Sergeant Hugh Nesbitt Ashcroft


Hugh Ashcroft (rear) 1912


Hugh Nesbitt Ashcroft was born on 19 February 1887 at Urble, Coagh, County Tyrone, the ninth of fourteen children of servant (later horse trainer then farmer) William Ashcroft and his wife Sarah (née Toss). He was educated at Tamlaght National School. By the time of the 1911 Census he was living at Ballygonny Beg, Springhill, County Londonderry, with his parents and three of his ten surviving siblings, and working on the family farm.

Ashcroft enlisted in the North Irish Horse on 6 July 1908, the day the regiment was formed from its predecessor the North of Ireland Imperial Yeomanry (No.137 – later Corps of Hussars No.71007). He embarked for France on 20 August 1914 with C Squadron, seeing action on the Retreat from Mons and Advance to the Aisne

On 28 November 1914 the Mid-Ulster Mail reported that:

Driver W. J. Arbuthnott, of the North Irish Horse, son of Mr. W. J. Arbuthnott, Drumbonaway, writing to a friend says:--"... I have come through a few battles safely. All the rest of the boys are well and doing good work at the front, especially the Cookstown chaps. We are very well looked after with food and clothes, and we never want for anything, and not one of the Cookstown party of the North Irish Horse has got a wound, though all have shown up bravely at the post of duty. Sergeant Ashcroft, John Maxwell, Samuel Espey, Willie Crooks, Willie Anderson, George Henry, and Albert James McKenna, are the Cookstown fellows in the same troop as me.

Ashcroft was also mentioned in a letter published in the Mid-Ulster Mail on 12 December 1914:

Trooper Robert Averall, of the North Irish Horse, writing to Mr. John G. Gamble, of Magherafelt, in 2nd inst., says – "We are having a badly needed rest just now, as our horses were nearly played out. Cavalry is not much use in the trenches, but we hope to get plenty of work when the Germans get on the move again, and I hope the next halt will be in Berlin. It is hardly likely we will be home for Christmas, but I hope we will be there for the 'Twelfth!' Four Cookstown fellows are here in my troop – Sergeant Ashcroft, Corporal Espie, Lance-Corporal Henry, and Trooper Willie Crooks. We are visited by the enemy's aeroplanes almost every day. They fly over our lines and drop bombs all over the place but do not do much damage, and we usually manage to bring them down in the end. We were on guard during the King's visit, and were on the look out for spies. We succeeded in capturing two disguised as shepherds. They had some sheep and a dog. We are getting tired of mutton chops, so we will perhaps try dog-flesh for a change!! Remember me to all the comrades in the U.V.F., and tell them I am hoping to rejoin their ranks soon.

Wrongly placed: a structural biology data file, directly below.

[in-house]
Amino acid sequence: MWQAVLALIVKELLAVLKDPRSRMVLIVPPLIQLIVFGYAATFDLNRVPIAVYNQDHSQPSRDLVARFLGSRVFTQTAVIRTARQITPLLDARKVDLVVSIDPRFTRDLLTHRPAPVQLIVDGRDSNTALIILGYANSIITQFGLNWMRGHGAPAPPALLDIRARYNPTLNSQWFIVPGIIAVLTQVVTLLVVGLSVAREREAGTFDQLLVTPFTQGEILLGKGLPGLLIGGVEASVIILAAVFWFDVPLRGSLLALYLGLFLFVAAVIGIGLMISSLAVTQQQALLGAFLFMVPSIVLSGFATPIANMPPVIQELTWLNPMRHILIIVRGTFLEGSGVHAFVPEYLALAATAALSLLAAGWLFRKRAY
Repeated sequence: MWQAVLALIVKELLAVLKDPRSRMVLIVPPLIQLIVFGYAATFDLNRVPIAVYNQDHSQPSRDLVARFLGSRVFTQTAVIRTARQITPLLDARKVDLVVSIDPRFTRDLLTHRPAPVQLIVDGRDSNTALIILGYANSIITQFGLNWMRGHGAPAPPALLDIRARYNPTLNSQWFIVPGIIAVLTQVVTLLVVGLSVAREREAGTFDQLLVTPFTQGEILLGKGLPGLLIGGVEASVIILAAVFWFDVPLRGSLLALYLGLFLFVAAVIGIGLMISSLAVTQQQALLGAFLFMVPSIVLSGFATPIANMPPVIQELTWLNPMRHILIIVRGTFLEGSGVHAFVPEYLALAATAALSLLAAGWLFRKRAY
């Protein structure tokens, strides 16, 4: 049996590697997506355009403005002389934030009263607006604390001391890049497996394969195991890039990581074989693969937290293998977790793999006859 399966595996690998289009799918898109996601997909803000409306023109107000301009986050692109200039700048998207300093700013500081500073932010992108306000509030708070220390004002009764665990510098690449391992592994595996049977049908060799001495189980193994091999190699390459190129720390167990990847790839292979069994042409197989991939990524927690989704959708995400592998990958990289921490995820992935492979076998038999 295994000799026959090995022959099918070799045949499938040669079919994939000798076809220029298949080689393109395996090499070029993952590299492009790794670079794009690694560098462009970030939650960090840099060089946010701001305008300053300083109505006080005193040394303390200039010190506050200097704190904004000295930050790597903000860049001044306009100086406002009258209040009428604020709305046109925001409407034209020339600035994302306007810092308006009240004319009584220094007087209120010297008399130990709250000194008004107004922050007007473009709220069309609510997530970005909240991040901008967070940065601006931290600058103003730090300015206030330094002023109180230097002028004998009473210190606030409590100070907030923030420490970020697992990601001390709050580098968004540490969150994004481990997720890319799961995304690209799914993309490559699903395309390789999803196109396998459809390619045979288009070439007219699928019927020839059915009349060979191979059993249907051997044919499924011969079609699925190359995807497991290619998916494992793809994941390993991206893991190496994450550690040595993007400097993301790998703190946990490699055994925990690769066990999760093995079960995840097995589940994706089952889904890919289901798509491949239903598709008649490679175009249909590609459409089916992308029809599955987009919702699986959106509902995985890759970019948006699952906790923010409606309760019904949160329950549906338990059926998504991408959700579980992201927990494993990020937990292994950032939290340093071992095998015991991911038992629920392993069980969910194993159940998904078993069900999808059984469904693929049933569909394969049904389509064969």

On 31 December 1914 the Belfast News-Letter reported:

Sergeant Hugh Ashcroft, of the North Irish Horse, spent a week's furlough with his father and friends at Carryhill, Coagh. The sergeant, who has been on duty in France since August, was one of the troop who formed the escort to the King when in France, and he was one of the two sergeants who were presented by his Majesty with pipes as souvenirs of his visit, the other recipient being Sergeant Munford, a Ballymena man. Sergeant Ashcroft told our representative that he had felt very fit during his four months' campaigning. The North Irish Horse had an early experience of active service when they formed the rear-guard to a column of infantry in the retreat from Mons. Since then they had been on outpost duty, scouring the woods for Uhlans, one squadron forming the bodyguard to Sir John French and another squadron – to which Sergeant Ashcroft is attached – being bodyguard to General Smith-Dorrien.

The Irish Times published a letter from Captain Herdman stating:

We had a busy time when His Majesty was here, supplying guards. Two of our sergeants had the honour of being attached to him as orderlies, and were presented by him personally with pipes on his departure, of which they are naturally very proud.

The Mid-Ulster Mail of 25 March 1915 reported:

Sergeant H. Ashcroft, of C Squadron, North Irish Horse, at the front, writes as follows to Mr. Thomas Ferguson in acknowledgement of a parcel of comforts, provided by the recent concert at Tamlaghmore:--"Just a line to thank you for your welcome parcel. The cigarettes were great, and the boys from Coagh and Cookstown district appreciated them very much. There is no stuff we get out here like the Irish stuff we get from home, so I am thanking you on behalf of the boys of my troop and myself.

On 18 August 1916 the 2nd North Irish Horse Regiment's war diary noted:

F.G.C.M. held on Sergt Ashcroft N.I.H. Accused was acquitted.

Ashcroft had been accused of drunkenness.

In the latter part of 1918 Ashcroft was awarded a Special Reserve Long Service and Good Conduct Medal. He was demobilised and transferred to Class Z, Army Reserve, on 7 February 1919.


At least one of Ashcroft's brothers, Shoeing Smith Albert Ashcroft, also served in the North Irish Horse during the war.


The image above is from a photograph of regimental sergeants at the Murlough Camp in 1912. See full picture here.